The CDASL is an excel spreadsheet with an abundance of useful dividend screening information on Canadian companies that have increased their dividend for five or more years in a row.

The CDASL is one of the most popular resources that DGI&R offers so don't miss out!

We won't send you spam. Unsubscribe at any time. Powered by ConvertKit

Similar Posts

14 Comments

  1. Hi DGI&R, I think you are getting a little too technical for most people, this is a good report for geeks.

    Hope you and your family have a Great Christmas and New Years, best wishes Grumpybear

    1. Fair enough, but I have to put something out for the geeks like me every now and again 😉

      I wanted it to be a way to showcase the power of dividend growth and reinvestment over time while also giving readers some tools on how they could use this info to plan for their own retirement. Sounds like I might’ve missed the mark a bit by going too technical.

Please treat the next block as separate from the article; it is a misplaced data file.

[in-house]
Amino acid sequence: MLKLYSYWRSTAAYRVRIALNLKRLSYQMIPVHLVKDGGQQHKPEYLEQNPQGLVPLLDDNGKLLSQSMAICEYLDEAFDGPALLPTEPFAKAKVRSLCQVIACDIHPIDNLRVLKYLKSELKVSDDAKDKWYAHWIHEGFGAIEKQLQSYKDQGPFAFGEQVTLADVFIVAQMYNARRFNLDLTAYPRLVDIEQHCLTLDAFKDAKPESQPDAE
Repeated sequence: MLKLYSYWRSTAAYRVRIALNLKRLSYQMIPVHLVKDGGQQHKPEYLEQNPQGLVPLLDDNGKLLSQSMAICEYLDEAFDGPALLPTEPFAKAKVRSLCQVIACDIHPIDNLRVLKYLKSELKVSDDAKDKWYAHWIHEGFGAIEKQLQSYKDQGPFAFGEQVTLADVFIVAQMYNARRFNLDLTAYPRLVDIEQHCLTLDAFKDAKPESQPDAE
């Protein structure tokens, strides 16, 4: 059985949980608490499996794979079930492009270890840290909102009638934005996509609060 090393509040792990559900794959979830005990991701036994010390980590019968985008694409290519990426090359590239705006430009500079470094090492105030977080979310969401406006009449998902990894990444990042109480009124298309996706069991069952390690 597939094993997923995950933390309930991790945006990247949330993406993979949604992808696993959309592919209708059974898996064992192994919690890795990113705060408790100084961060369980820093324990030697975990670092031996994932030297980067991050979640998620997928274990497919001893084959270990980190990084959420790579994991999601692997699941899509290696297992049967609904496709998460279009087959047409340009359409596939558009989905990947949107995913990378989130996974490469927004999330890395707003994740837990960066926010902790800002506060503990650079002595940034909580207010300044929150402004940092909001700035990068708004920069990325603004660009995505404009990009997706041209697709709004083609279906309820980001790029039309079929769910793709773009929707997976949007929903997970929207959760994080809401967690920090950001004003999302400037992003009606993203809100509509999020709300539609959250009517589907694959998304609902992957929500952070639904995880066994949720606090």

Merry Christmas and a happy new year’s to you too!

  2. You have done an excellent job showing how two simple parameters, dividend and DGR, have a profound effect even over the medium term. I am over eighty, and am fully invested in such stocks, plus a good proportion of US ETFs and one or two US stocks. It has taken me 25 years to reach this comfortable strategy: I only wish had had twigged this at the beginning! Great work!

  3. Great article. Just signed up for DSR following your advice. Mike recommends many VERY low yield stocks in his sample portfolios. (ie: ATD.B at 0.8% and MG.TO at 2.66%). How do you feel about these? He stands by them because their growth is decent, but what are your thoughts? ATD.B isn’t close to your sweet spot at all!

    1. Ultimately it depends on your investment goals.

      If you look at the total return for ATD.B then most investors would be quite happy, but I wrote this article with a 50ish year old in mind that is about 10 years away from retirement and their main objective is building a reliable dividend income stream to supplement their retirement income.

      I’m ok with having some low yield, very high dividend growth stocks in my portfolio, but overall I’m trying to land in the sweet spot for my whole portfolio yield and growth.

      My investment style is probably more similar to DSR’s retirement sample portfolios than some of their others.

      Cheers,

      DGI&R